I love having a vegetable garden because every year I get a vegetable garden do-over.
I have had years of great vegetable garden success and other years, like last year, where there are only a handful of seeds or plants that thrived and produced to the degree I was dreaming of back in the spring. Here is what was waiting for me back in March. My overwintered carrots and a whole bunch of ‘weeds’ from a flower with sweet little pink flowers that self-seeded half of my garden when I wasn’t looking. The carrots were never sweet regardless what stage I picked them last year so I just gave up on them. I don’t even know what to say about this one. I’m trying not to be too disturbed by it.As much as I don’t enjoy weeding, I love that it will become a blank canvas again. One of my favorite parts is planning the whole thing out.I weeded and prepped sections at a time instead of the whole garden all at once this year. I am going to plant peas and flowers along the trellises; lettuce and cucumbers in the front raised bed; and beets, carrots & Swiss chard in the second raised bed.
While I was weeding my lettuce/cucumber bed and I found the strangest little things. I filled the raised beds with garden mulch from a bark dust & mulch company a couple of years ago so I am claiming complete innocence in this matter. I thought it was pretty hilarious that the tiny little figure is doing exactly what the ‘FreeStyle’ label suggests.
Here are the seeds I planted along the trellis on March 27th. I was earlier this year than I have ever been. I usually am lucky if I get anything planted before the end of May and have planted as late as mid-June before. I am an overachiever this year.
The section of flowers ‘Grandma’s Cut Flower Garden’ in front of the peas should be fun. I wanted something there so it wouldn’t be so bare come late July when the peas are all drying up. At the moment I just can’t tell which things are weeds and which are flowers, so I’m having to just let everything grow. There are some suspects that I’m keeping my eye on though.Beets, Swiss chard & carrots for the second raised bed.Cute little beet sprout. I’m hoping to have better luck with the beets this year. I am trying a couple varieties to see if I can get larger beets. They stayed pretty small last year which isn’t ideal since Boyd like to juice them. I think some of the larger ones were only the size of a golf ball.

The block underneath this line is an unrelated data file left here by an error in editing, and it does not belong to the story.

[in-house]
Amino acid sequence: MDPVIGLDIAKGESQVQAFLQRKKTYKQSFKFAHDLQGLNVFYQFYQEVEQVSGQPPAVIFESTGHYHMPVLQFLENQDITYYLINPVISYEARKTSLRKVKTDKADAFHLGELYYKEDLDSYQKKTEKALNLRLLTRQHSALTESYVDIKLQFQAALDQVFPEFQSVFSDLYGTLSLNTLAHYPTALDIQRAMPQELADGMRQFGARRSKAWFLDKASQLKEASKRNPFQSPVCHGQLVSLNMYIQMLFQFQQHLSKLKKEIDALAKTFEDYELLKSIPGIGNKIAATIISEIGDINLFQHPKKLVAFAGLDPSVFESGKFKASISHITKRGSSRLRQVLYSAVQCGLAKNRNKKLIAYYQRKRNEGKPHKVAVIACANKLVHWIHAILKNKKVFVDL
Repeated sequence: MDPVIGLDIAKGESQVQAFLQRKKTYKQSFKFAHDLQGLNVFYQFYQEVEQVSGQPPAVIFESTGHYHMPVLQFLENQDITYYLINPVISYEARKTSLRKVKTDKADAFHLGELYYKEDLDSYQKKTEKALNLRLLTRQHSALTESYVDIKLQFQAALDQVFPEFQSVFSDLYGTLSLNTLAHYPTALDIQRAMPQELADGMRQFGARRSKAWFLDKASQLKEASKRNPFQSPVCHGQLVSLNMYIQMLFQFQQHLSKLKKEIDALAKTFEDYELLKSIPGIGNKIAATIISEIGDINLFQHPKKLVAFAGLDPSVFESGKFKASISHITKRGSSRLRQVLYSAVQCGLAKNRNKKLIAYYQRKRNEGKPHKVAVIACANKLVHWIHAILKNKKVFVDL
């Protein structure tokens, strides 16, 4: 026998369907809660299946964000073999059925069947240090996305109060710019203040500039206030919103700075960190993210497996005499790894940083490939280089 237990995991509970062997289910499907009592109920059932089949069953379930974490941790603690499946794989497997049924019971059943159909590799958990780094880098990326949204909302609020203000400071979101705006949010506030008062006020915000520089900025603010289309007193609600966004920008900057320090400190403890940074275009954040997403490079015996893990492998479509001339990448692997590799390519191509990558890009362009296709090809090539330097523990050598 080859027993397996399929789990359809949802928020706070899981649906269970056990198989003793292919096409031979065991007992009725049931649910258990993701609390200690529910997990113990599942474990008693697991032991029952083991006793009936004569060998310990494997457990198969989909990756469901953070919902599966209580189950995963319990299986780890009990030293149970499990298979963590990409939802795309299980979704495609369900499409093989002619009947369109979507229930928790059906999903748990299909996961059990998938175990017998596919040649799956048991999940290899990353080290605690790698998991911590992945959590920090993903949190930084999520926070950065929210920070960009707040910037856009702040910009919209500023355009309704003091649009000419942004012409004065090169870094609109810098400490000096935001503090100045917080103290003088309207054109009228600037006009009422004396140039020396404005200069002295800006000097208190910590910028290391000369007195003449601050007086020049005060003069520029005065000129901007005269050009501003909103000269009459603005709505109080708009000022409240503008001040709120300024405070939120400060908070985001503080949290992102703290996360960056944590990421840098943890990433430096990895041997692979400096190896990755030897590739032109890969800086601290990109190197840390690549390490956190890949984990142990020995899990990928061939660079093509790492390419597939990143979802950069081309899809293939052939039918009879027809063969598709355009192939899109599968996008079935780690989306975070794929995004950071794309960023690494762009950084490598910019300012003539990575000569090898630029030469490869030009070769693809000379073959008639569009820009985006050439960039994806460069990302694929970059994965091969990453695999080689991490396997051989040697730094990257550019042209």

I need to cover them now though to try to protecting the leaves from this annoying leaf-mining larva that infests my Swiss Chard every year and got my beet leaves last year too. Those leaves are M I N E to eat not yours to mine! Crawl away from the chard little larva. There’s a new sheriff in town. OK. So there isn’t really a new sheriff, but I mean business.
The lemon thyme is doing great. I use scissors to trim it back from the bricks. It makes a pretty good weed block and smells great crushed between my fingers. The asparagus did pretty good this year. I finally harvested some of it. Even some of the taller stalks were still tender at the tips.I purchased another bale of straw to mulch with. I use it around my asparagus, berries and in the pumpkin patch. I like how charming it looks and that it really helps keep down the weeds.
As you can see I have a temporary cover on my beet/chard bed, but I need to figure out something I can easily pull back to water. I laid an unused tomato cage on each of my raised beds to try to discourage the neighborhood cats from thinking I just cleaned out great big litter boxes for them to enjoy.
I added a few more garden steps, but I need to bury the bricks in the bark dust some because the hose keeps getting caught and I end up dragging bricks down the path.
I planted seeds of a number of different annual flowers this year too that are supposed to be good for drying. We’ll see how that goes. Some of the seeds wanted to be in the ground a month or so earlier than I planted them, but that never stops me. If I had to do everything perfectly, I wouldn’t end up doing anything at all and that would be sad — so I forge ahead and just wait and water and see what comes.
Despite the continual list of things I’d love to still do in my garden, everything is fresh and new and weed-free and I am once again filled with the hope that comes with my annual vegetable garden do-over.